Can the state decide who to torture (what about the marginal case where police capture innocents)? Should we protect artistic expression (what about the marginal case where art is used to provoke genocide)? Etc. Remind me never to ask you any hard moral questions.
posted by Popular Ethics at 12:33 PM on July 3, 2008


WTF? I'm fine with hard moral questions. As I said--gee, yet again someone is deciding to put words in my mouth--it is ridiculous to define your ethics in terms of edge cases.

Of course the state cannot decide to torture. Torture is illegal and pointless.

Police capture innocents, it happens. Let them go.

Yes artistic expression should be protected, right up to the point where it becomes hate speech.

Stop being an asshole.
posted by dirtynumbangelboy at 12:37 PM on July 3, 2008


Popular Ethics -- that is one doozy of a story. I wonder how on earth that came to court. I would imagine the UK is also stricter towards Christian Science-like medicine practice. It also shows a complete 180 degree reversal from the previous slippery slope -- not only does the state not demand another person's body ensure another's life, it did demand preservation of the single body.
posted by FuManchu at 12:41 PM on July 3, 2008


Adult conjoined twins. One has a liver, the other doesn't. If separated, the one without will die. Can the one with a liver legally demand a separation?

FuManchu, that is a spectacular hypothetical. It's a total collision of all sorts of moral intuitions and axioms, from the rights to life and bodily integrity to--comparing with the kidney donor case--action versus inaction to kin-preferential altruism. This definitely tests the limits of any system of ethics applicable to these kinds of cases.

Unfortunately, the way I see it, this is a false dilemma. In what way can Romulus claim this shared liver in a way that Remus cannot? After all, being conjoined twins dependent on at least one shared organ, they are essentially two people in one body. Since they are adults, they have both grown up with a shared liver, so who gets to claim it? It seems completely arbitrary to decide that since, if separated, Romulus would have the liver, and Remus not, that therefore Romulus has the right to demand 'his' liver and a separation procedure, at the expense of Remus's life.

Of course, this gets muddled if remaining conjoined presents serious risks. If remaining together will almost certainly cost both of them their lives, then I think it justifiable for Romulus to demand Remus be cut adrift, although it certainly isn't very brotherly. Of course, then we can construct a marginal case, where the risk of both dying is slightly better than even if no separation is performed. What to do in this case becomes quite ambiguous. That said, this whole exercise brings up heaps of nuance that is better suited to a hospital's ethical review board than moral philosophers trying to develop universal moral precepts.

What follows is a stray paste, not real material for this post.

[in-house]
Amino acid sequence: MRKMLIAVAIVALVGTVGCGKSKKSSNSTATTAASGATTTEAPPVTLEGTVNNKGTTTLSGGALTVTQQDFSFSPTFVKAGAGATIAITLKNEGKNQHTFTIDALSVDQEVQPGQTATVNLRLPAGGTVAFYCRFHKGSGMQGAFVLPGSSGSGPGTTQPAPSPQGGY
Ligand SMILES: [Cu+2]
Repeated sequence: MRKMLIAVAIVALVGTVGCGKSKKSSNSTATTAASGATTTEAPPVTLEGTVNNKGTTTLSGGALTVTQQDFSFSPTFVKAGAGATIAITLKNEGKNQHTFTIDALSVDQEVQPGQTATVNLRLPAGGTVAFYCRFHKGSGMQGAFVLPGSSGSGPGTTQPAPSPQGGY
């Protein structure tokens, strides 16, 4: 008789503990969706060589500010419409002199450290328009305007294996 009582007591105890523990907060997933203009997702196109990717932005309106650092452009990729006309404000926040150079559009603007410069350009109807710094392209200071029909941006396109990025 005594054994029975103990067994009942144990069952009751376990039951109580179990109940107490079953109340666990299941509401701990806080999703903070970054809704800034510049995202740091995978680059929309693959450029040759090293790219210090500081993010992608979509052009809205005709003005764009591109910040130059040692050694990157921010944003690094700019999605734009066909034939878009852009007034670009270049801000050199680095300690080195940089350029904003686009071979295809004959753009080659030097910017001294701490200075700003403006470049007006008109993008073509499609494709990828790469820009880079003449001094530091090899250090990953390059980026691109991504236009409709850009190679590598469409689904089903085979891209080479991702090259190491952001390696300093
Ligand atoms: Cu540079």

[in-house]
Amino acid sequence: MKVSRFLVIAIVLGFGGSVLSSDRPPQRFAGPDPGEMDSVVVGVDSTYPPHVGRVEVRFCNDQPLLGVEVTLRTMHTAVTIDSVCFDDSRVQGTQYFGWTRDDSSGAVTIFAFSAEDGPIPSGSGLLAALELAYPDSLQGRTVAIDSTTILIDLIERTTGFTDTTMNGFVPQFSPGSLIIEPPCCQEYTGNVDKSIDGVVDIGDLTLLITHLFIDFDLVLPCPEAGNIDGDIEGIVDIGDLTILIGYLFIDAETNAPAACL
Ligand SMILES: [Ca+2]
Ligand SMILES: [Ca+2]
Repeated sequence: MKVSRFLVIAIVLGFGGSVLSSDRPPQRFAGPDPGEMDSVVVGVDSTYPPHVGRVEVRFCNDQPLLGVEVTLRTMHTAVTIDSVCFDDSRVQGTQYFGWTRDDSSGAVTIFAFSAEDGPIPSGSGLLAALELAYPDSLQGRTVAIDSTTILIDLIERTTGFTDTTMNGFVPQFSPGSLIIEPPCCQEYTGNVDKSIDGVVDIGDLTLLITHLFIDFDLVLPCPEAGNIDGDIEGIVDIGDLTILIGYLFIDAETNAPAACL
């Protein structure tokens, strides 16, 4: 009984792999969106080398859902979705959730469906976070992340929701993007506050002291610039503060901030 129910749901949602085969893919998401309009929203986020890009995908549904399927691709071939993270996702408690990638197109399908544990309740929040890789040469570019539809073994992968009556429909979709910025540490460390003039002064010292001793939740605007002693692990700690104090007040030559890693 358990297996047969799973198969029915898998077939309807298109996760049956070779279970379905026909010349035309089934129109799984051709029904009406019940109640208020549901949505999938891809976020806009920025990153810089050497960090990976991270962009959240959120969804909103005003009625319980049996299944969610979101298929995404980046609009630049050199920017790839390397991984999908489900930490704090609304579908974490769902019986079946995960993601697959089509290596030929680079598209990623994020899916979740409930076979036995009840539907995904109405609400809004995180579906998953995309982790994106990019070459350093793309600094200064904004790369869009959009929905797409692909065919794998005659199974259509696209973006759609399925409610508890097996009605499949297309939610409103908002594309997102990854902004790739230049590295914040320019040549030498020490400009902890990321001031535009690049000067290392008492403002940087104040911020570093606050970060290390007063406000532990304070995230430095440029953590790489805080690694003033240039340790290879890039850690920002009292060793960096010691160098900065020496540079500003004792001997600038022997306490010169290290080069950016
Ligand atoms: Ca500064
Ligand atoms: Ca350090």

Of course, there is an even easier way out, Remus could probably convince a hospital to separate him from Remus if he agrees to donate a liver lobe to him, which is a relatively routine procedure these days.
posted by [expletive deleted] at 1:02 PM on July 3, 2008


Romulus could probably convince a hospital to separate him from Remus...
*sigh*
posted by [expletive deleted] at 1:04 PM on July 3, 2008


FuManchu, it seemed to me that the case in Popular Ethics's first link was a choice between letting the parents have their way and both children dying versus performing the surgery and preserving the chance that one child would live. That isn't much of a moral quandary in my mind. The state has a duty to intervene when the parents would otherwise allow both to die because they believe their deity demands it. Likewise, the doctors of the conjoined twins have an obligation to the welfare of their patients, not to the religious sensibilities of the parents. This case seems to be closer to that of Jehovah's Witnesses demanding that an infant of theirs dying of blood loss not receive a blood transfusion.

This brings to mind another sticky case: imagine that the aforementioned Jehovah's Witness child is a teenage car accident victim, one day away from the age of majority, and is refusing a blood transfusion that is vital to her immediate survival. Personally, I think the girl's doctor or the state has an obligation to intervene, against the will of the minor child. However, say the car accident had taken place a day later, and this teenager is now 18, and a legal adult. Now, she can refuse treatment, and her doctors and the state have no obligation or prerogative to force a transfusion. Now that's an arbitrary distinction. How do I reconcile it? I don't really have an answer.
posted by [expletive deleted] at 1:36 PM on July 3, 2008


To make matters worse, the state could decide to not treat someone against the family's wishes.

At root, the problem is - is one life worth more than another? If it is, when? Why? How?

We answer "NO" whenever we can, because that's the human thing to do. We don't want someone deciding *we're* less than they are.

We answer "YES" sometimes, because it's the humane thing to do. Sometimes we have (or want) to decide someone is less than us.

From a larger article:

"Without a clearer moral philosophy, any cause of behavior could be taken to undermine free will and hence moral responsibility. Science is guaranteed to eat away at the will, regardless of what it finds, because the scientific mode of explanation cannot accommodate the mysterious notion of uncaused causation that underlies the will.